In Babylon 5, Sinclair's memories of what happened to him during the Battle of the Line were erased by the Minbari after they captured and interrogated him.
Artificially induced amnesia is also used on criminals (called "Death of Personality", the closest thing EarthGov has to the death penalty), wiping their mind and reprogramming them to be upstanding, law-abiding citizens. First referenced in the episode "The Quality of Mercy", and features in the later episode "Passing Through Gethsemane".
On the first season of 24, Teri Bauer escapes from the terrorists, only to get into a car accident and become an amnesiac for a few episodes. This is brought on by shock, as she believes her daughter died in the car wreck.
In the KateModern episode "I can't remember anything!", Kate realises she has no memories of anything that happened that day, the 3rd of August 2007.
In the first season of LOST, Claire returns from her kidnapping with no memories of anything after the season-starting plane crash. (Which was a month or so according to "in-show" time.) The memories came trickling back, and she finally remembered what the Others did to her (which included pumping her full of drugs, making the amnesia a little more realistic).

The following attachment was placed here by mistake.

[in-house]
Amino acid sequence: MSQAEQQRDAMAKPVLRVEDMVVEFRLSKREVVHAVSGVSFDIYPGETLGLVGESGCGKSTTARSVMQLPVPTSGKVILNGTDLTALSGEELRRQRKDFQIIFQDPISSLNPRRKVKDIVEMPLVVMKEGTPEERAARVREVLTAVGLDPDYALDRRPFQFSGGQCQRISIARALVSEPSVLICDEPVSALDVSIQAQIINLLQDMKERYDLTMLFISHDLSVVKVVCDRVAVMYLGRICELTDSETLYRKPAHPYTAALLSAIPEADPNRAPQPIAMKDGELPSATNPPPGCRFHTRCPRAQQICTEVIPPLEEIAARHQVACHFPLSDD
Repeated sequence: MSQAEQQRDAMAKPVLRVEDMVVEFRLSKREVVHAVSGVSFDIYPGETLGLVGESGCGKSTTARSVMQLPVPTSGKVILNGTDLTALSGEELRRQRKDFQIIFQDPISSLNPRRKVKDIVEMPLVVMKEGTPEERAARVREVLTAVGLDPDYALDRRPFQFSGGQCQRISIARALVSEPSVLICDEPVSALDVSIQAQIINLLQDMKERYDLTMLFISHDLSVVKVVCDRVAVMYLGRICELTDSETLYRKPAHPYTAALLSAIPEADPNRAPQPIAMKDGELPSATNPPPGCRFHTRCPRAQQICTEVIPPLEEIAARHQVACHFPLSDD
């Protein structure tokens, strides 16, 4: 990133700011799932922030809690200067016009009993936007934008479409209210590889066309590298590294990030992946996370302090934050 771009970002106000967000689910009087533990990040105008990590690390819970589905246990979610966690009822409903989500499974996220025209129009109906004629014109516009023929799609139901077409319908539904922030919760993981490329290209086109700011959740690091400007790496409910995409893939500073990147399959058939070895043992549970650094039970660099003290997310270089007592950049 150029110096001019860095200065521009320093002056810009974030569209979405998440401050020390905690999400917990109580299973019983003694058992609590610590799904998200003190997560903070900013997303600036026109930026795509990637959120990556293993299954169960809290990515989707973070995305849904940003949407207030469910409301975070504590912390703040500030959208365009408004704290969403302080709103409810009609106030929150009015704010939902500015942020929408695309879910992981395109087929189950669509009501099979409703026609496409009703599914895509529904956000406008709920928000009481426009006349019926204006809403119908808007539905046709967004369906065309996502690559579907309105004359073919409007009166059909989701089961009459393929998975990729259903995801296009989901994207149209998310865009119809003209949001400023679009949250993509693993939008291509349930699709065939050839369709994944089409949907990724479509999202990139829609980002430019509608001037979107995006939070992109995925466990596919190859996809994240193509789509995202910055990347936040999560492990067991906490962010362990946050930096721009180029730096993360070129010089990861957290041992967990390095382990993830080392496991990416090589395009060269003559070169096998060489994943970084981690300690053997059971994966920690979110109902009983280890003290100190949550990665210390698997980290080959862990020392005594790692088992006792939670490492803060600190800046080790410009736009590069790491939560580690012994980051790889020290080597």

In Honey, I Shrunk the Kids: The TV Show, a memory reliving device causes Diane to forget everything after she was 16, when a power-outage shuts it down.
Episode "Requiem for Methuselah". Spock uses the Vulcan Mind Meld to remove Kirk's memories of Rayna Kapek to relieve his grief over her death. Spock's gesture (literally) is a Crowning Momentof Heartwarming. Perhaps because it's one of the rare instances when Kirk seems truly and deeply affected by the loss (and you get the feeling Spock — at best — has the ability to ease Kirk's pain somewhat, rather than perform a truly Laser Guided procedure). As for other interpretations of the scene: well, those are inevitable...
See also the episode "The Paradise Syndrome", where Kirk's memory is zapped by an alien device, to later be restored by a mind meld with Spock.